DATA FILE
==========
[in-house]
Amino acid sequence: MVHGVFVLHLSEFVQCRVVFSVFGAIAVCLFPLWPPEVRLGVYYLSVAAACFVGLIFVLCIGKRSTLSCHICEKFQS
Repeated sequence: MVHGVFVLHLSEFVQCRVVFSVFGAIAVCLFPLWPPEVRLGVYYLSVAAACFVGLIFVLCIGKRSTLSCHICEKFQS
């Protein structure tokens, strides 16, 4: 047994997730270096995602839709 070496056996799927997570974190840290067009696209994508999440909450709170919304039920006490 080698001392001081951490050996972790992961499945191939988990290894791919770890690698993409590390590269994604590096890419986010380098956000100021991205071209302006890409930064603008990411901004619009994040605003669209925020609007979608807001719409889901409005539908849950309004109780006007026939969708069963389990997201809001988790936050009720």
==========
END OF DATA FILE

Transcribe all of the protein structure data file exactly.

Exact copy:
[in-house]
Amino acid sequence: MVHGVFVLHLSEFVQCRVVFSVFGAIAVCLFPLWPPEVRLGVYYLSVAAACFVGLIFVLCIGKRSTLSCHICEKFQS
Repeated sequence: MVHGVFVLHLSEFVQCRVVFSVFGAIAVCLFPLWPPEVRLGVYYLSVAAACFVGLIFVLCIGKRSTLSCHICEKFQS
């Protein structure tokens, strides 16, 4: 047994997730270096995602839709 070496056996799927997570974190840290067009696209994508999440909450709170919304039920006490 080698001392001081951490050996972790992961499945191939988990290894791919770890690698993409590390590269994604590096890419986010380098956000100021991205071209302006890409930064603008990411901004619009994040605003669209925020609007979608807001719409889901409005539908849950309004109780006007026939969708069963389990997201809001988790936050009720």